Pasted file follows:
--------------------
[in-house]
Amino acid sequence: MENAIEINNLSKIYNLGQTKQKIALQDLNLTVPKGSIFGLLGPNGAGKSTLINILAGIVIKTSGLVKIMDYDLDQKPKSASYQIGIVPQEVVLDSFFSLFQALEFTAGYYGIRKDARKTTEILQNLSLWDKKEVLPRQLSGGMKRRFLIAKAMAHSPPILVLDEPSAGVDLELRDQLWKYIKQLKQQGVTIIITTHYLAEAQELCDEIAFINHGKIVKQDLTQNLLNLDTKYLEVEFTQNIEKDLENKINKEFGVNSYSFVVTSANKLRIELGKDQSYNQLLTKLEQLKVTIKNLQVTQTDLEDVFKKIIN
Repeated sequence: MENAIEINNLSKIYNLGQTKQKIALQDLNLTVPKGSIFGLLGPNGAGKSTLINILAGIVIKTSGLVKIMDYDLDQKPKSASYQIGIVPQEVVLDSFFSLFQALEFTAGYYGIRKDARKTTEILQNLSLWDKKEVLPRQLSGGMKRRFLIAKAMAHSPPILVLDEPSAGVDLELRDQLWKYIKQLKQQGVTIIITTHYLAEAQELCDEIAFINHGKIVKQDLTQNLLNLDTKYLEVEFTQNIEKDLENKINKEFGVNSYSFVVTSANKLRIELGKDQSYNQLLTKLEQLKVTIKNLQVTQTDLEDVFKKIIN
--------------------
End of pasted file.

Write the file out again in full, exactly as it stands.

[in-house]
Amino acid sequence: MENAIEINNLSKIYNLGQTKQKIALQDLNLTVPKGSIFGLLGPNGAGKSTLINILAGIVIKTSGLVKIMDYDLDQKPKSASYQIGIVPQEVVLDSFFSLFQALEFTAGYYGIRKDARKTTEILQNLSLWDKKEVLPRQLSGGMKRRFLIAKAMAHSPPILVLDEPSAGVDLELRDQLWKYIKQLKQQGVTIIITTHYLAEAQELCDEIAFINHGKIVKQDLTQNLLNLDTKYLEVEFTQNIEKDLENKINKEFGVNSYSFVVTSANKLRIELGKDQSYNQLLTKLEQLKVTIKNLQVTQTDLEDVFKKIIN
Repeated sequence: MENAIEINNLSKIYNLGQTKQKIALQDLNLTVPKGSIFGLLGPNGAGKSTLINILAGIVIKTSGLVKIMDYDLDQKPKSASYQIGIVPQEVVLDSFFSLFQALEFTAGYYGIRKDARKTTEILQNLSLWDKKEVLPRQLSGGMKRRFLIAKAMAHSPPILVLDEPSAGVDLELRDQLWKYIKQLKQQGVTIIITTHYLAEAQELCDEIAFINHGKIVKQDLTQNLLNLDTKYLEVEFTQNIEKDLENKINKEFGVNSYSFVVTSANKLRIELGKDQSYNQLLTKLEQLKVTIKNLQVTQTDLEDVFKKIIN